2022 was probably, in hindsight, my most productive year ever as a modeller and I’m not saying it lightly. Listing everything here would be a fool’s errand, but just from the top of my head, it includes completing more than 16 linear feet of scenery on the club layout, including the entire paper mill, replicating a few real houses, experimenting with various carving and weathering technique, customizing over 3 dozens 40ft boxcars, designing a Grand Trunk caboose kit, overseeing the final steps that led to the release of two Canadian National woodchip cars, building the backbone of my future Monk Subdivision layout (including wiring), compiling modelling notes about British-American tank cars, writing a book chapter on weathering and finally, going all out about early Canadian railways modelling. On top of that, starting the adventure of launching a cottage industry of custom parts and kits, which I have no idea where it will lead. My only regrets is not having had enough time to write up a few articles I’ve been asked for by a major publication… something I’d like to do in 2023.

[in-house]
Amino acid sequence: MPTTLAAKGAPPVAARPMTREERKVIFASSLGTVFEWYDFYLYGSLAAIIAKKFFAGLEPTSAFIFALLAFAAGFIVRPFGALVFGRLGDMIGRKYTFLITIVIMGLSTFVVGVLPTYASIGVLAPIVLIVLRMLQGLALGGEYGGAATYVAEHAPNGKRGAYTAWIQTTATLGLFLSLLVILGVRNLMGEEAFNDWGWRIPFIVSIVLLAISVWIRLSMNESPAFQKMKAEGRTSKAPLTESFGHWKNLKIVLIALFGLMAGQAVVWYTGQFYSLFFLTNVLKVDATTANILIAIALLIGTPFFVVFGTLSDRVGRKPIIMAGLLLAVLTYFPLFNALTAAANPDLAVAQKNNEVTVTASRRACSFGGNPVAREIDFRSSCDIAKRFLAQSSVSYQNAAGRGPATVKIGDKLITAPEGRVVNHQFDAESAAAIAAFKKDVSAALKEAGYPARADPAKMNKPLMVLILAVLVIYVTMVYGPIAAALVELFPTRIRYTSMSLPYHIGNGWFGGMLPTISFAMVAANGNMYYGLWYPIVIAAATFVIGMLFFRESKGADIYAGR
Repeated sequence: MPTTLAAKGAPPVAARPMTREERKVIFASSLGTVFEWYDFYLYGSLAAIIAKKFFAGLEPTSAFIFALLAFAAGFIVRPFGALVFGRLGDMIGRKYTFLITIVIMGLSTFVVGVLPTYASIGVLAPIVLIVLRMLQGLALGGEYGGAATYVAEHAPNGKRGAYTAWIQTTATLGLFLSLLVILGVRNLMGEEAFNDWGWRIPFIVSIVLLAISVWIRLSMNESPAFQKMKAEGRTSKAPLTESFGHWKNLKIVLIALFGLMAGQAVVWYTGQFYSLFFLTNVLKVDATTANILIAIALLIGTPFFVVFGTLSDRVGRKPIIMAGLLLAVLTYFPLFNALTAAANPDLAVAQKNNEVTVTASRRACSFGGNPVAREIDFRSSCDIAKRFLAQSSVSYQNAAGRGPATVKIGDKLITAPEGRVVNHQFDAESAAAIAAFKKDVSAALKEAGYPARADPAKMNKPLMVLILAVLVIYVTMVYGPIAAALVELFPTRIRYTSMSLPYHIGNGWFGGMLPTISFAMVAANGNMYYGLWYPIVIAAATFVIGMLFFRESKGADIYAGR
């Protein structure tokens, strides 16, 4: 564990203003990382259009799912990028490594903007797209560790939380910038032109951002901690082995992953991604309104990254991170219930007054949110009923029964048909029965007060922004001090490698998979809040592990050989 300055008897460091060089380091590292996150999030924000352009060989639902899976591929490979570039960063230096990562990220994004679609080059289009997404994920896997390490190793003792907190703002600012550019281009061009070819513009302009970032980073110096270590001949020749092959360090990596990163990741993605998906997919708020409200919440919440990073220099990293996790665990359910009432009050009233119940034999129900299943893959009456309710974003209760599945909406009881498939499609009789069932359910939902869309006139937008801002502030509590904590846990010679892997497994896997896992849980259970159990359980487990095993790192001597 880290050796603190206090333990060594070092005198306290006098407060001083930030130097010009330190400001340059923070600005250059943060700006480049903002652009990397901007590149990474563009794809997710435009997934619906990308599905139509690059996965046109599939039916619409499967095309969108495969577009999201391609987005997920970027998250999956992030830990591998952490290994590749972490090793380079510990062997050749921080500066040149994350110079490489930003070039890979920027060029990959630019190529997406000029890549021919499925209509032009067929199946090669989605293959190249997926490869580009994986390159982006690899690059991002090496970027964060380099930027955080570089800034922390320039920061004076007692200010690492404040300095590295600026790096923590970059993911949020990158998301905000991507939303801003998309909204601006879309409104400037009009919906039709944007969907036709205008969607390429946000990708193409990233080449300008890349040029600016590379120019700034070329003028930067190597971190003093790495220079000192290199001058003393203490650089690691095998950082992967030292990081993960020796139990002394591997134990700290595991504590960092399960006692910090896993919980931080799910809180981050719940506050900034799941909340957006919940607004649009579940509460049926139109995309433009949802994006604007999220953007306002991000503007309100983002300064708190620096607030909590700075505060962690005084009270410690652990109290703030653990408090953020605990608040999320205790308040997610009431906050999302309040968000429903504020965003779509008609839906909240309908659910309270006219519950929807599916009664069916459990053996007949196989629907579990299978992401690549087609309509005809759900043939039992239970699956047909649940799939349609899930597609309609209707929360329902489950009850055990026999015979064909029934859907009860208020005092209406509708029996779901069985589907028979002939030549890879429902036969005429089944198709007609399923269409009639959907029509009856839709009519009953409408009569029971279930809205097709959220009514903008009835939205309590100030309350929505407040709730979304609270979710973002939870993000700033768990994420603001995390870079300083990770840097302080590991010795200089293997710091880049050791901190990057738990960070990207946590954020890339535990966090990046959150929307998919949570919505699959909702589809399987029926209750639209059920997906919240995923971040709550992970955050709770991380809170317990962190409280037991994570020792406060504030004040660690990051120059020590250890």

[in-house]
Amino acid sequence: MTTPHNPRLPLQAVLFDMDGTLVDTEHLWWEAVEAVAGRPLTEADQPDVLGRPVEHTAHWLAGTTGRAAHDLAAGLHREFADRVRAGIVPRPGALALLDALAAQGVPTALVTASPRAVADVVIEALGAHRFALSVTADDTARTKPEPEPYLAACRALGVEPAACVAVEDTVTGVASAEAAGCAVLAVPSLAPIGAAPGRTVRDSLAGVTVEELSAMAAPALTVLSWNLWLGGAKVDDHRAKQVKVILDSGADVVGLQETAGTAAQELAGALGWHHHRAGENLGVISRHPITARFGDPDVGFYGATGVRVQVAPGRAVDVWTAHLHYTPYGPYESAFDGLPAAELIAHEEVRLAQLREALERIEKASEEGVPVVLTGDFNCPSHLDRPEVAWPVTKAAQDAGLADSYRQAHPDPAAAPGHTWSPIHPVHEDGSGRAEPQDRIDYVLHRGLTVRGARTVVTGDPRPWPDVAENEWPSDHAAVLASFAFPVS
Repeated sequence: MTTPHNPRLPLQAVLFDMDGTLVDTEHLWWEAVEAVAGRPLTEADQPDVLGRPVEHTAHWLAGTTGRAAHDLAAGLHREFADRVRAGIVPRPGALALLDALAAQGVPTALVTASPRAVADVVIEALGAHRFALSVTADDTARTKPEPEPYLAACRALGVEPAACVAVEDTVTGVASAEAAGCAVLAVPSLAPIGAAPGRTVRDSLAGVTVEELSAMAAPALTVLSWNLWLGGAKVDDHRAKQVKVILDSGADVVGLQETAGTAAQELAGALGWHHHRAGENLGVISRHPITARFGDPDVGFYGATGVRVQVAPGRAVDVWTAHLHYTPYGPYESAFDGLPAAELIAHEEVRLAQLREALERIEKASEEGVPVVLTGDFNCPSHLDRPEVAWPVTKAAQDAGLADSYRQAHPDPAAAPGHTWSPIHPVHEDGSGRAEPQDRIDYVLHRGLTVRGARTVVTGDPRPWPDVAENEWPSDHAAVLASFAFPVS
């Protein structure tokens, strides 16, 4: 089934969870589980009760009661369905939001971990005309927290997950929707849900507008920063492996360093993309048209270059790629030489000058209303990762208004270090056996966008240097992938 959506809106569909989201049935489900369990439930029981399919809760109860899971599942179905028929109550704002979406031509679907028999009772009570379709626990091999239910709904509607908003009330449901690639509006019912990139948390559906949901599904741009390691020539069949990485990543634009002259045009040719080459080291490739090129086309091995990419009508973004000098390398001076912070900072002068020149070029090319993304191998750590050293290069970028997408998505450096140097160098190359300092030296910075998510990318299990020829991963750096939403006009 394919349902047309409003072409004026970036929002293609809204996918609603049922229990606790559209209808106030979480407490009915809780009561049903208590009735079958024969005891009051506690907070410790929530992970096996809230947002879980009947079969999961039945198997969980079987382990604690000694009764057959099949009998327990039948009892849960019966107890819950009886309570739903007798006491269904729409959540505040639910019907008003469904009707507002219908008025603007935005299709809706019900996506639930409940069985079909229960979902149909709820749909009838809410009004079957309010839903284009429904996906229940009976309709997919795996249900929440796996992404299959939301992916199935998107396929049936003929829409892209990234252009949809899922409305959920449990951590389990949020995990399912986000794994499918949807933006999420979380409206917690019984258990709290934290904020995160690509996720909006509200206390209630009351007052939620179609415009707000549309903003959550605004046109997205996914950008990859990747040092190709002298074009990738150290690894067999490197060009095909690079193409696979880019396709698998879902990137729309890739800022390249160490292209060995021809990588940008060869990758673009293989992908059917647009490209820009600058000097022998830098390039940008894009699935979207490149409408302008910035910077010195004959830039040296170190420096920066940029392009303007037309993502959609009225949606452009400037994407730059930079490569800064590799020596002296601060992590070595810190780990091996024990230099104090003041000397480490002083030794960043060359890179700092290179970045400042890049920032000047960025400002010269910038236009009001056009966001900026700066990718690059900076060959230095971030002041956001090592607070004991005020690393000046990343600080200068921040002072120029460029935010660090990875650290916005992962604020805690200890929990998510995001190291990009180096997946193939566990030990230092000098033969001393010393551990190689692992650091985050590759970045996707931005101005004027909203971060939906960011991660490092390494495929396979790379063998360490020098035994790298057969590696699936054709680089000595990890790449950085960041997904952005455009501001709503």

It is probably the first year ever I’ve felt I know what I’m doing, that I’m starting, humbly, to master my art, find my groove and my personal artistic approach to modelling. I see myself less and less relying on others’ work as a template and building more on my skills and experience. It doesn’t mean I’m working in isolation, but rather that I no longer look at other’s recipe, but prefer to understand the logic behind their choices and make what I can out of that. Armour modelling, mainly Martin Kovac’s excellent and entertaining videos, have pushed me to try things without fear. That’s mainly true about weathering which I no longer approach from a step by step process, but rather as an additive artistic process. In that regard, it was inspiring to see Hunther Hughson taking the lead in challenging the common wisdom of model railroad weathering. I think he has shattered many misconceptions and started to freed many people’s mind. That said, it is never easy to go against the grain and often, when I tried to challenge the crowd this year, I could read many comments that wanted to go back to the old ways. Not that I care which way is better, but it is a little bit sad to see that many are too afraid to try, only once, something different and see if it works for them. I’ve always been the kind of person who want things to stay accessible and pragmatic, and when I challenge people, it’s generally because I believe that just changing one or two steps in a well-known process can enable surprising results.